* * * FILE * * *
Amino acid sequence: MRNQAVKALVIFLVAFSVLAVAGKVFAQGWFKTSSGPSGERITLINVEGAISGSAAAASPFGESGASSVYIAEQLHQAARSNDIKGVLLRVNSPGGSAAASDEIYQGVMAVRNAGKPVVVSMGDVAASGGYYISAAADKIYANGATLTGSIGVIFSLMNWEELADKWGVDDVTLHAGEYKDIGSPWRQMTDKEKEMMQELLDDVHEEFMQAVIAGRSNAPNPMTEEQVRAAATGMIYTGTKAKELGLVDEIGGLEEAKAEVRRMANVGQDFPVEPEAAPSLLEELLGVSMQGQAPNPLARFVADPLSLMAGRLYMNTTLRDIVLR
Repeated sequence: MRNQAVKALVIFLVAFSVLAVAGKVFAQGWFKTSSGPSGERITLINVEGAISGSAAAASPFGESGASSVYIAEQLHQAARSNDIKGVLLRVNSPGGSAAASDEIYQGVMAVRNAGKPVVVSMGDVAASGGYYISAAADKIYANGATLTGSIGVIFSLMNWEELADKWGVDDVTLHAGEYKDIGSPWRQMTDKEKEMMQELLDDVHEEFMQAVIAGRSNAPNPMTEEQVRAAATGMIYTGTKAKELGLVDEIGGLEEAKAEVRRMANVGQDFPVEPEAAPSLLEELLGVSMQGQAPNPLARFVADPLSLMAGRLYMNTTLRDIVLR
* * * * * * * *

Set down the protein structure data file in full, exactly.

Amino acid sequence: MRNQAVKALVIFLVAFSVLAVAGKVFAQGWFKTSSGPSGERITLINVEGAISGSAAAASPFGESGASSVYIAEQLHQAARSNDIKGVLLRVNSPGGSAAASDEIYQGVMAVRNAGKPVVVSMGDVAASGGYYISAAADKIYANGATLTGSIGVIFSLMNWEELADKWGVDDVTLHAGEYKDIGSPWRQMTDKEKEMMQELLDDVHEEFMQAVIAGRSNAPNPMTEEQVRAAATGMIYTGTKAKELGLVDEIGGLEEAKAEVRRMANVGQDFPVEPEAAPSLLEELLGVSMQGQAPNPLARFVADPLSLMAGRLYMNTTLRDIVLR
Repeated sequence: MRNQAVKALVIFLVAFSVLAVAGKVFAQGWFKTSSGPSGERITLINVEGAISGSAAAASPFGESGASSVYIAEQLHQAARSNDIKGVLLRVNSPGGSAAASDEIYQGVMAVRNAGKPVVVSMGDVAASGGYYISAAADKIYANGATLTGSIGVIFSLMNWEELADKWGVDDVTLHAGEYKDIGSPWRQMTDKEKEMMQELLDDVHEEFMQAVIAGRSNAPNPMTEEQVRAAATGMIYTGTKAKELGLVDEIGGLEEAKAEVRRMANVGQDFPVEPEAAPSLLEELLGVSMQGQAPNPLARFVADPLSLMAGRLYMNTTLRDIVLR